Cemetery for Conscientious Objectors

Learn about the Special Peace Corps
at The Life Experience School
which is under the care of the
Peace Abbey Foundation.

Memorial for Conscientious Objectors

We at the Peace Abbey embrace the belief that pacifism is the hallmark of our evolution; nurtured through the guidance & moral authority of love, compassion & forgiveness.  The burial of the cremation remains of someone who embraced nonviolence as a way of life is viewed as a sacred duty of conscience, a prayer for peace, a public statement of the power of reconciliation, kindness & love to which the deceased aspired.

This requiem service begins with the unveiling of the Memorial for Conscientious Objectors, followed by the reading of quotations & engraved names on the stone with a brief statement about each activist whose ashes are interred on the grounds.  In the tradition of Quaker Meetings, we then share a period of silence, recalling in our hearts the life of the person whose cremation remains will be removed from the ceremonial urn to be scattered at the Memorial or buried.

In keeping with the Peace Abbey mission, the Peace Seeds interfaith prayers for peace are recited in unison, which concludes the service.  All present are encouraged to read the bronze plaques on the walls and stones surrounding the statues of Mahatma Gandhi and Emily the Cow for inspiration.  May we carry on the tradition of non-violence in memory of those whose final resting place is here, on the sacred grounds of the Pacifist Memorial. This humble memorial in the center of Sherborn is our nation’s cremation cemetery for those who resisted participation in armed conflict & war; serving the cause of peace & justice through nonviolence.

Actor and conscientious objector, Vince Trankina from California visits Peace Abbey Memorial Park to have his name engraved on the CO stone where his cremation remains someday will be buried.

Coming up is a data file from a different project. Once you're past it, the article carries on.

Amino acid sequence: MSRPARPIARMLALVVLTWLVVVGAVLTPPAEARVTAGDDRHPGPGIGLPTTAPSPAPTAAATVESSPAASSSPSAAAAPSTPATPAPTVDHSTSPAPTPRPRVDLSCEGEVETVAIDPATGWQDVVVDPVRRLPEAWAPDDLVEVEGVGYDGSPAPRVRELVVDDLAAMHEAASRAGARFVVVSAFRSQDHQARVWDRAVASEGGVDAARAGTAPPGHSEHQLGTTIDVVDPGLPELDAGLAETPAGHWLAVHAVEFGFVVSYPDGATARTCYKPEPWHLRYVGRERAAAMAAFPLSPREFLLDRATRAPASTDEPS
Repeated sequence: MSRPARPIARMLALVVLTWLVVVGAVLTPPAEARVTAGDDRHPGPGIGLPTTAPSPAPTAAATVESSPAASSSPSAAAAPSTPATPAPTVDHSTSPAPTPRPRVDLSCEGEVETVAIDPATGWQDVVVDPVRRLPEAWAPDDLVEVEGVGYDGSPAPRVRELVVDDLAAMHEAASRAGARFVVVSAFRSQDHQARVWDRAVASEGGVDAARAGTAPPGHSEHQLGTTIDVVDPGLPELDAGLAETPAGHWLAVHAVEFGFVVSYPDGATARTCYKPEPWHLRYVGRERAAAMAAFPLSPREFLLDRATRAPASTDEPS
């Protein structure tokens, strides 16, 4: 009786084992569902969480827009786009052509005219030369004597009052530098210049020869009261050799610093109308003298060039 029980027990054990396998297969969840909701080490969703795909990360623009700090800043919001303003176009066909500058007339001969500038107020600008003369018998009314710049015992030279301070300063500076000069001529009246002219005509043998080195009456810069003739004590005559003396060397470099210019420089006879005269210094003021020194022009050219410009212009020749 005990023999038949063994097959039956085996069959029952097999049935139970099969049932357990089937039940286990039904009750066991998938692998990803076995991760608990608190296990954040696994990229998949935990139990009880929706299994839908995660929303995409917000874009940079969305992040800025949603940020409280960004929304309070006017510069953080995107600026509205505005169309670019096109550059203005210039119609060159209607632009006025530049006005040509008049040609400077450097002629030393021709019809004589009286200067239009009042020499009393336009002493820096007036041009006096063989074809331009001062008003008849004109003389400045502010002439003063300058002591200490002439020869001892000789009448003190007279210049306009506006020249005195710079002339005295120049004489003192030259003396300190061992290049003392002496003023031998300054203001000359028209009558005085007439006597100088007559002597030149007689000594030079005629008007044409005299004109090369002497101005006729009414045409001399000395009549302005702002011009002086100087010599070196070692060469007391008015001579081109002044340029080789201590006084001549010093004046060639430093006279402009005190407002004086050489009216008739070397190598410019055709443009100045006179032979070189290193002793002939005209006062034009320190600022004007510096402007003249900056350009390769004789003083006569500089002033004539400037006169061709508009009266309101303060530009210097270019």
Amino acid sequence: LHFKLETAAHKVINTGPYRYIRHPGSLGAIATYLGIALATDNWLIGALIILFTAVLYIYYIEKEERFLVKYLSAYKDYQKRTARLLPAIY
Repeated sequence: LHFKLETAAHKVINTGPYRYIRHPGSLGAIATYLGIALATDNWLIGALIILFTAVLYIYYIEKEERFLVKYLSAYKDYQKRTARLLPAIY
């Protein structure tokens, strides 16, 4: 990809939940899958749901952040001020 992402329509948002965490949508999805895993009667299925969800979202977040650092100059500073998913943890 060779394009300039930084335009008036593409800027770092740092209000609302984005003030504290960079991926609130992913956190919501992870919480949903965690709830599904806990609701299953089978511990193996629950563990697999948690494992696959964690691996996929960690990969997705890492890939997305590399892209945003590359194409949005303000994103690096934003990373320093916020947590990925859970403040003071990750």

The cremation remains of pacifists buried on C.O. Hill have been relocated to the center of the Pacifist Memorial.  VIDEO

The Life Experience School was founded on the principles of nonviolence and its establishment was the alternative service of the Founder, Lewis Randa, following his discharge from the military as a conscientious objector in 1971. C.O. Cemetery is where the founding mother of The Life Experience School, Neita DeMotte and late student Norman Nylund are buried. They were shining lights for The Life Experience School and the Peace Abbey during their lives and continue to inspire us to this day.

With the placement of the memorial stone honoring those who refused to take up arms, The Peace Abbey Foundation is extending this sacred space to others who consider themselves, or who are considered by their families, to be conscientious objectors.

Although the term conscientious objector has traditionally been related to men who were conscripted and refused to serve in the military, we have expanded this designation to include those who have renounced the violence of war and embraced the path of activist peacemaking. The stone includes the names of these conscientious objectors and stands as a living monument to the lives of these individuals who worked to create a more peaceful world.

Conscientious Objector cemetery stone at Peace Abbey Memorial Park, Sherborn, MA

The granite Memorial Stone for Conscientious Objectors has now been placed in the center of the Pacifist Memorial. At the top of the stone reads the words:


The names engraved on the Memorial Stone include:
Pat Farren
David Dellinger
Wally Nelson
Chuck Matthei
Lynda Bock Weitz
Paramal Das
Ralph DiGia
Ann Rush
John Rush
Patricia Watson
Zell Draz
Norman Nylund
Tom Lewis
Sheila DeSalvo
Howard Willard, Jr.
(Vince A. Trankina)
AmyNoel Wyman

This cremation cemetery is dedicated to individuals who either a) received the designation of conscientious objector from a draft board or at a military hearing, b) applied for the designation and were rejected, or c) embraced the tradition of conscientious objection as a personal commitment to their opposition to war. 


By Edna St. Vincent Millay

I shall die, but that is all that I shall do for Death.
I hear him leading his horse out of the stall;
I hear the clatter on the barn-floor.
He is in haste;
he has business in Cuba, business in the Balkans, many calls to make this morning.
But I will not hold the bridle while he clinches the girth.

And he may mount by himself:
I will not give him a leg up.
Though he flicks my shoulders with his whip,
I will not tell him which way the fox ran.
With his hoof on my breast,
I will not tell him where the black boy hides in the swamp.

I shall die, but that is all that I shall do for Death;
I am not on his pay-roll.
I will not tell him the whereabout of my friends nor of my enemies either.
Though he promises me much,
I will not map him the route to any man’s door.

Am I a spy in the land of the living, that I should deliver men to Death?
Brother, the password and the plans of our city are safe with me;
never through me shall you be overcome.

I shall die, but that is all that I shall do for Death.

Plaque in Great Britain that honors the right not to kill.

Plaque in Great Britian that honors the right not to kill.